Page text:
“I wanted to go to the Olympic trials and gave my entire life to it,” he says. “I was obsessed. But it got very difficult as I got older. It was high pressure, trying to achieve perfection.”
He stopped and turned to drugs. While working as a clerk at the New York Times, he was coerced to get back into performing after reading an article about a contortionist.
“It was a long, difficult process,” he says. “I had not done a split in 10 years. I was a heroin addict.”
He decided to get help and was able to resurrect a performing career. He appeared on Broadway in Twyla Tharp’s “The Times They Are A-Changin’” and was later asked by Robert Lepage, the director of “Totem,” to come aboard in 2009. The actor was part of the world premiere in Montreal in 2010.
In all the cast includes more than 50 musicians and acrobats. A performer’s sexual orientation is not an issue in Cirque Du Soleil, Putagnino notes. First and foremost, they are all athletes working together to do a job, he says.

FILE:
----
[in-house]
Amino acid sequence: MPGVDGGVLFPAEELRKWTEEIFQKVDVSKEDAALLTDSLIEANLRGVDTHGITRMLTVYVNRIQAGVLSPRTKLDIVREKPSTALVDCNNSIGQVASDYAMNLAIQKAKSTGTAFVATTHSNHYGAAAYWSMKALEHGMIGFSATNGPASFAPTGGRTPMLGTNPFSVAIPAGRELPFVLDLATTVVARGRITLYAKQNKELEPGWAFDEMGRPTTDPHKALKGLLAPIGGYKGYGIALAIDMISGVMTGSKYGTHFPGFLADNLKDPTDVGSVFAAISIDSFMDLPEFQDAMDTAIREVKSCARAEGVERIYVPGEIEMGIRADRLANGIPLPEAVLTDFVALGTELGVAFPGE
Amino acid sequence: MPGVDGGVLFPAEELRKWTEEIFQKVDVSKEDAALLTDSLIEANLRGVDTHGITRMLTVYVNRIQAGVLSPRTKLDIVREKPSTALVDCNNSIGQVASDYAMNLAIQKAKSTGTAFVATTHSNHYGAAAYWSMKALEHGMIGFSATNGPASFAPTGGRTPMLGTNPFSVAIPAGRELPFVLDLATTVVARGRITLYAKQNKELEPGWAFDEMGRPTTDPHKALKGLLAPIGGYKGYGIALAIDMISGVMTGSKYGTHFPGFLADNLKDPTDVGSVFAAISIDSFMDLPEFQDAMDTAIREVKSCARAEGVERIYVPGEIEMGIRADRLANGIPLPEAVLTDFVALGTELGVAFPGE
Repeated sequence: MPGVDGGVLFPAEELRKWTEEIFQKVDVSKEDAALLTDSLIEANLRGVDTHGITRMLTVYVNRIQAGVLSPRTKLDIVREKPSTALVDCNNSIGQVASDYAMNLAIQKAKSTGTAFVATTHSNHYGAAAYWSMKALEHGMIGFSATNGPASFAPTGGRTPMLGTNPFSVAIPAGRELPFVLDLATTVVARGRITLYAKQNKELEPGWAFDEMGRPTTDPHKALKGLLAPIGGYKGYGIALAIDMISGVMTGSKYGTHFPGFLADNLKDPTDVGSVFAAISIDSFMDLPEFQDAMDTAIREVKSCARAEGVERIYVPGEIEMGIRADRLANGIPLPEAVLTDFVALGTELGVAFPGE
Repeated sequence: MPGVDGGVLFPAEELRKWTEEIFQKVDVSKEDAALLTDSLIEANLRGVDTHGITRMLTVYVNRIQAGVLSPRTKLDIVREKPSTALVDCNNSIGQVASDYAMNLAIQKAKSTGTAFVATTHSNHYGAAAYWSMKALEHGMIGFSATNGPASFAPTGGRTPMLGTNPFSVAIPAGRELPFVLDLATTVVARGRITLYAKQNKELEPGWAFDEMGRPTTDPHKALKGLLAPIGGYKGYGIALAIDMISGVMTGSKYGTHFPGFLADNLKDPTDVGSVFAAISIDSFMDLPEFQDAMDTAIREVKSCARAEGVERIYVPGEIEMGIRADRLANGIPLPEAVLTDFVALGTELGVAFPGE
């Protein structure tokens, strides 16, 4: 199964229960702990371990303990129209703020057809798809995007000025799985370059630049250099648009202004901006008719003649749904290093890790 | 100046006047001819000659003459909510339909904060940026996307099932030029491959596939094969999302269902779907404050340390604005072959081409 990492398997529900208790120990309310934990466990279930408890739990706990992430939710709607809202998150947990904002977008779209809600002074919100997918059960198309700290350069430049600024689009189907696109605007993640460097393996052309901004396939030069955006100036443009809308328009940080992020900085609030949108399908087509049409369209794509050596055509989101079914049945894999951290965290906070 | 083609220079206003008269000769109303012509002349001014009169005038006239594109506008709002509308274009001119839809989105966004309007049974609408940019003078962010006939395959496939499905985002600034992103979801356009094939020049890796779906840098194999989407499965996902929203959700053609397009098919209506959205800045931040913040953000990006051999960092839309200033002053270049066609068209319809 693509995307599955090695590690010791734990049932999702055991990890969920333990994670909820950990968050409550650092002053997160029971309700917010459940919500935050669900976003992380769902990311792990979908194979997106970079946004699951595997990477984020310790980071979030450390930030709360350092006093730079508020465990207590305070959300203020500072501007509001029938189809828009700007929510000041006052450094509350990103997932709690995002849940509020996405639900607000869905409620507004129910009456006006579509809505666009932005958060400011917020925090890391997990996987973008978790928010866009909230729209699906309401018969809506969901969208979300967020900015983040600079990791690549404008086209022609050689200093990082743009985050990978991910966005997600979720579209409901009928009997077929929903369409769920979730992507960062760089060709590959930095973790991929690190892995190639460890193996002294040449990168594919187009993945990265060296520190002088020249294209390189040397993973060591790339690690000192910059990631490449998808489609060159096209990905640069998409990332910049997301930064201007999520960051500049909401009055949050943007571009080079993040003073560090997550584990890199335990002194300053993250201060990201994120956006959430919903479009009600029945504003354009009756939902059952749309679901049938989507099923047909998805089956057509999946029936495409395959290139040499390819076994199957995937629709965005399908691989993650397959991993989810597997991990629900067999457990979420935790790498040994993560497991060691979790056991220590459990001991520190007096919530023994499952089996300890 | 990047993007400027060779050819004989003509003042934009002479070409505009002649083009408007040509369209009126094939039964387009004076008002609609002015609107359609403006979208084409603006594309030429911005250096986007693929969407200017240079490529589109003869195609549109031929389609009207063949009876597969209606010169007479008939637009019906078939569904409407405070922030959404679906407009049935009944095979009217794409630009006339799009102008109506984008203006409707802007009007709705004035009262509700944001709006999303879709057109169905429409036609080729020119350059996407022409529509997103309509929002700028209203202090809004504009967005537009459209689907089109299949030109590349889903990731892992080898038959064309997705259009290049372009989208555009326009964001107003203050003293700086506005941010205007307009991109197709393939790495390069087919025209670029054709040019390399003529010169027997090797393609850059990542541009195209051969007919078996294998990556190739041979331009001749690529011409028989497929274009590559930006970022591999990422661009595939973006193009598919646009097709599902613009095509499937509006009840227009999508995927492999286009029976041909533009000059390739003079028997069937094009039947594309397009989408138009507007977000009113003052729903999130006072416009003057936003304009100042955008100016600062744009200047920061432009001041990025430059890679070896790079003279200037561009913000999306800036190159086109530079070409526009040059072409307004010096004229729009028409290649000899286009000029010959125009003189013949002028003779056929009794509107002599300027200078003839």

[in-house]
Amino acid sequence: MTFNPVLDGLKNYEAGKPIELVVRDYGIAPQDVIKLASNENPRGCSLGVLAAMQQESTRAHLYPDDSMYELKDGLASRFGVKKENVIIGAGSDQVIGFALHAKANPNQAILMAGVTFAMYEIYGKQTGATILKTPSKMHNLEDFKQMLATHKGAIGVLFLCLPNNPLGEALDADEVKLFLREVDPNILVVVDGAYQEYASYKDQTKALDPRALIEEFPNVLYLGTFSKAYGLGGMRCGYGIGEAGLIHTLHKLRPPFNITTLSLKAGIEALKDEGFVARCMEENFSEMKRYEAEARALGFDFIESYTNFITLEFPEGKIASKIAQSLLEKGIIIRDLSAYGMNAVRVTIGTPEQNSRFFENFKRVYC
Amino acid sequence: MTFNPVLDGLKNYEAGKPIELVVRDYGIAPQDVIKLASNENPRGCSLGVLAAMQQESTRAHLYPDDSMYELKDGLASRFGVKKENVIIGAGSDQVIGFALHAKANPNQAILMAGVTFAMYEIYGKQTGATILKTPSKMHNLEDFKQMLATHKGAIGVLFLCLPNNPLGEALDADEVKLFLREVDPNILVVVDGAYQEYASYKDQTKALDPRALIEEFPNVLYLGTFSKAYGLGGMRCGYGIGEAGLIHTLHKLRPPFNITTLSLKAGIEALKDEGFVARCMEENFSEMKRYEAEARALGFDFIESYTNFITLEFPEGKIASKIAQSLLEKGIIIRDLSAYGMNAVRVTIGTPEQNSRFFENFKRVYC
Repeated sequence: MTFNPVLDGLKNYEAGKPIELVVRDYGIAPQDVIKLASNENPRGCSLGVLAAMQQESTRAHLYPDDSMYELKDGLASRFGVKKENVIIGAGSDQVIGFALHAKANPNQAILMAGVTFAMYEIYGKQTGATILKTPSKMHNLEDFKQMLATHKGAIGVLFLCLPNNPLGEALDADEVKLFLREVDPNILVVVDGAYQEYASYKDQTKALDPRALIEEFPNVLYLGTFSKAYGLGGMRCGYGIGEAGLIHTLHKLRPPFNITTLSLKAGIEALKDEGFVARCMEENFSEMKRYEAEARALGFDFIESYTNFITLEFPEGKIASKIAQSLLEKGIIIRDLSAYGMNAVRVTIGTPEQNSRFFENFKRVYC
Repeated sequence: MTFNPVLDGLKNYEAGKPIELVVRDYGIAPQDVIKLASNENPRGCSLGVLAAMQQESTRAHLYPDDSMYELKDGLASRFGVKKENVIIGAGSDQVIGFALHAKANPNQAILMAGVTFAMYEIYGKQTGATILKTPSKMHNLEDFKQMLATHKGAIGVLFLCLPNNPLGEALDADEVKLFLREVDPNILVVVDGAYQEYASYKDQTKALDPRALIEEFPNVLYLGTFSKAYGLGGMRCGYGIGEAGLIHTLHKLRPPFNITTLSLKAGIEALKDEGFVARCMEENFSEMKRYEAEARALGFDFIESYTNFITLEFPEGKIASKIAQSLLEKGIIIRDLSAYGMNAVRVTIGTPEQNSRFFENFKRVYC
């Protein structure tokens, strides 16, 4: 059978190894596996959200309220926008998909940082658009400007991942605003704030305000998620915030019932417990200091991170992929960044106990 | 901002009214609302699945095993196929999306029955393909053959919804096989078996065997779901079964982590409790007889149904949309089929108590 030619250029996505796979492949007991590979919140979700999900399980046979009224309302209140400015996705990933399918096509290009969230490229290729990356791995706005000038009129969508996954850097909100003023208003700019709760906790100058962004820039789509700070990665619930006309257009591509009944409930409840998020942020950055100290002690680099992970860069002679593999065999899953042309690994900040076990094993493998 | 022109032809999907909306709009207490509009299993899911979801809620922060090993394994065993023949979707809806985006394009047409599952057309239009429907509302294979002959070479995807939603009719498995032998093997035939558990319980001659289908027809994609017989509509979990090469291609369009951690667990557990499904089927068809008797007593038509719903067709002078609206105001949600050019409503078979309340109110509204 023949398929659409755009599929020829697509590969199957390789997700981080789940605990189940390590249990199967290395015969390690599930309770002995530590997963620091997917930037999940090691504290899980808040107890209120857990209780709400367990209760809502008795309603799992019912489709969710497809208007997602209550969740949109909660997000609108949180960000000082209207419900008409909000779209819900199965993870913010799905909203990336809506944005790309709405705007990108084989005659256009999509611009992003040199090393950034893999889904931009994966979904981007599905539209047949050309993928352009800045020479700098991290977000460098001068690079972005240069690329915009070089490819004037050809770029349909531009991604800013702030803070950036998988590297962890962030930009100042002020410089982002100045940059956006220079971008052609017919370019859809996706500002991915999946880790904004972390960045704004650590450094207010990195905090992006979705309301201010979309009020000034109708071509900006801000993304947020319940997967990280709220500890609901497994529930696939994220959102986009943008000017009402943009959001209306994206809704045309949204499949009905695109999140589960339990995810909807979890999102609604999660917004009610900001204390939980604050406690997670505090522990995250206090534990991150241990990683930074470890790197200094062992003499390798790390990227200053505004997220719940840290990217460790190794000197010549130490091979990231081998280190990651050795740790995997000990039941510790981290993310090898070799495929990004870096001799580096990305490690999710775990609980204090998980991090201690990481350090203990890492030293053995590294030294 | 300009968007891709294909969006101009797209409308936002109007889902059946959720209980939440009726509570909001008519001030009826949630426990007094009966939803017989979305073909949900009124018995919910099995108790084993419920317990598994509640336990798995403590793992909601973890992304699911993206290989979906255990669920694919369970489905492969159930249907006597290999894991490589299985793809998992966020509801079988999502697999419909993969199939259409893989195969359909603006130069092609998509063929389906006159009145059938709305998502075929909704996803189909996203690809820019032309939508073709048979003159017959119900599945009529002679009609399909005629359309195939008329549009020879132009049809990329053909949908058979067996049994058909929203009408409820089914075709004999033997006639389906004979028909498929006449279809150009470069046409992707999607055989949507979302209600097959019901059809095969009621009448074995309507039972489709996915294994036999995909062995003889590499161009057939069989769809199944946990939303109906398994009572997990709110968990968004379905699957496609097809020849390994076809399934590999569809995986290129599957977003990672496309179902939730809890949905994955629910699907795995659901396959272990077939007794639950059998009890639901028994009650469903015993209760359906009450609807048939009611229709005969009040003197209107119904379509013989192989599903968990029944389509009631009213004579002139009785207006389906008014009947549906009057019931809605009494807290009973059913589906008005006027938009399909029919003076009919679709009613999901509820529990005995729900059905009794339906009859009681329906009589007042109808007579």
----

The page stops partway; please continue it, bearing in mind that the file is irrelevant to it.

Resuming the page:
He has been with the show since its inception and Atlanta is his last city. He is excited to be able to move on to a different project, hoping to do some acting and modeling, but is melancholy about leaving his tight-knit Cirque family behind.
Top photo: Cirque du Soleil’s ‘Totem’ stars gay gymnast Joe Putagnino as the leading character, Crystal Man. After yearning for the Olympics, Putagnino overcame drug addiction to return to gymnastics on stage. (Photo by OSA Images)